The playground of the rich? Growing social business in the 21st Century

Research output: Contribution to journalArticlepeer-review

61 Downloads (Pure)

Abstract

Purpose - This paper aims to explore how nascent social businesses move beyond the incubation phase and it develops understanding of how early-stage social businesses access finance to achieve growth. Design/methodology/approach - This exploratory and inductive study is based on four focus group discussions with early-stage social entrepreneurs, ``successful{''} social entrepreneurs who had achieved growth, and social impact investors. Findings - Social capital allows a social business founder to access financial capital to ``prove their concept{''}, or to directly attract investment from family and friends for start-up costs. To gain funding, social entrepreneurs present the desired image of the heroic change-maker. Interestingly, creating the right impression is equally important in securing financial capital as the ``hard-work{''} itself. Research limitations/implications - This study was conducted in London, which, like many other ``global{''} cities, has a unique business environment. The study is exploratory in nature. Further work in this area is required to draw more definitive conclusions. Practical implications - Financial products offered to social businesses are often dispersed and inappropriate. The study indicates that access to ``soft loans{''} and grants is critical in the early stages of social business growth and that social entrepreneurs use both formal and informal funding sources to develop their businesses. Where a person is not connected to wealthy acquaintances either through family, or through social networks, they may often struggle to access finance in a world where the network's resources appear to be as important as the entrepreneur's resourcefulness. This has particular implications for the demographic make-up of ``successful social entrepreneurs{''} operating social businesses, as these may be drawn from the most privileged and/or well-connected members of a group which already appears skewed towards white middle-class males. Social implications - This study highlights that current support structures favour relatively privileged social entrepreneurs rather than encompassing and empowering those disadvantaged, social minority groups and those in the greatest need. This is important because social business is often portrayed, possibly incorrectly, as a mechanism for addressing poverty through empowerment of disadvantaged groups. Originality/value - Research in social business development has largely neglected the social and cultural dynamics that embed start-ups. This paper tackles this gap and contributes to building knowledge in the area of early-stage social business development.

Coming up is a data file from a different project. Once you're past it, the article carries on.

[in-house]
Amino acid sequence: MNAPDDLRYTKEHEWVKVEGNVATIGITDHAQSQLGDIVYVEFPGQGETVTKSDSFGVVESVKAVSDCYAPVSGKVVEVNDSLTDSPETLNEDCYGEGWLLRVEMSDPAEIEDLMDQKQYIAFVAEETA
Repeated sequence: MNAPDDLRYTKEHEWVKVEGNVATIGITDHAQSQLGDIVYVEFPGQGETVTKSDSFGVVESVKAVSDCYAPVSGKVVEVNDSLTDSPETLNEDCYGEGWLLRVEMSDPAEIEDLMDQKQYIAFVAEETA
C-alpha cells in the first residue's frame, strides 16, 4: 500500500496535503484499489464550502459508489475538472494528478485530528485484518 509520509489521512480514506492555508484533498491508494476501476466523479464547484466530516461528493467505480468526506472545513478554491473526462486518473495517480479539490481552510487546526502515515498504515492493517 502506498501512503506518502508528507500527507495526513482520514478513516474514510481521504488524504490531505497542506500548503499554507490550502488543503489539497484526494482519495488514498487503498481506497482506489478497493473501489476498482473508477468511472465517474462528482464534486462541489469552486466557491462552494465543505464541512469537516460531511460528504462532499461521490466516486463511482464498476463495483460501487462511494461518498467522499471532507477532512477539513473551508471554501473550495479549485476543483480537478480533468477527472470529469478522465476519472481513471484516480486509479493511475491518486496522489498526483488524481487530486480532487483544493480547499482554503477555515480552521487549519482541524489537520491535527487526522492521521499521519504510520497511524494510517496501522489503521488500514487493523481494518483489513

Original languageEnglish
Pages (from-to)201-216
Number of pages16
JournalSocial Enterprise Journal
Volume12
Issue number2
Early online date1 Aug 2016
DOIs
Publication statusPublished - 1 Aug 2016

Keywords

  • social business
  • social entrepreneurs
  • social impact

Fingerprint

Dive into the research topics of 'The playground of the rich? Growing social business in the 21st Century'. Together they form a unique fingerprint.

Cite this